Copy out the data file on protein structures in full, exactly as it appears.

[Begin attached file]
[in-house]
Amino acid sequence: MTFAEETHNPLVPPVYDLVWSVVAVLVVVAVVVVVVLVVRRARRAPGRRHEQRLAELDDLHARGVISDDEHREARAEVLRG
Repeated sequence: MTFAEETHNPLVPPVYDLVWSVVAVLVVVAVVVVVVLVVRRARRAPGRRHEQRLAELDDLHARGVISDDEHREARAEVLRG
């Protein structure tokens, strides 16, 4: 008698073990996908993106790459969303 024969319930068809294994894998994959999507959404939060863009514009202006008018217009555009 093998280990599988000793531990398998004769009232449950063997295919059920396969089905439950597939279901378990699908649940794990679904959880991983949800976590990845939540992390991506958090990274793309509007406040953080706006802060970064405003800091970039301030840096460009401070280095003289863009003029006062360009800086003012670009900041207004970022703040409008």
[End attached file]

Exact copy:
[in-house]
Amino acid sequence: MTFAEETHNPLVPPVYDLVWSVVAVLVVVAVVVVVVLVVRRARRAPGRRHEQRLAELDDLHARGVISDDEHREARAEVLRG
Repeated sequence: MTFAEETHNPLVPPVYDLVWSVVAVLVVVAVVVVVVLVVRRARRAPGRRHEQRLAELDDLHARGVISDDEHREARAEVLRG
């Protein structure tokens, strides 16, 4: 008698073990996908993106790459969303 024969319930068809294994894998994959999507959404939060863009514009202006008018217009555009 093998280990599988000793531990398998004769009232449950063997295919059920396969089905439950597939279901378990699908649940794990679904959880991983949800976590990845939540992390991506958090990274793309509007406040953080706006802060970064405003800091970039301030840096460009401070280095003289863009003029006062360009800086003012670009900041207004970022703040409008």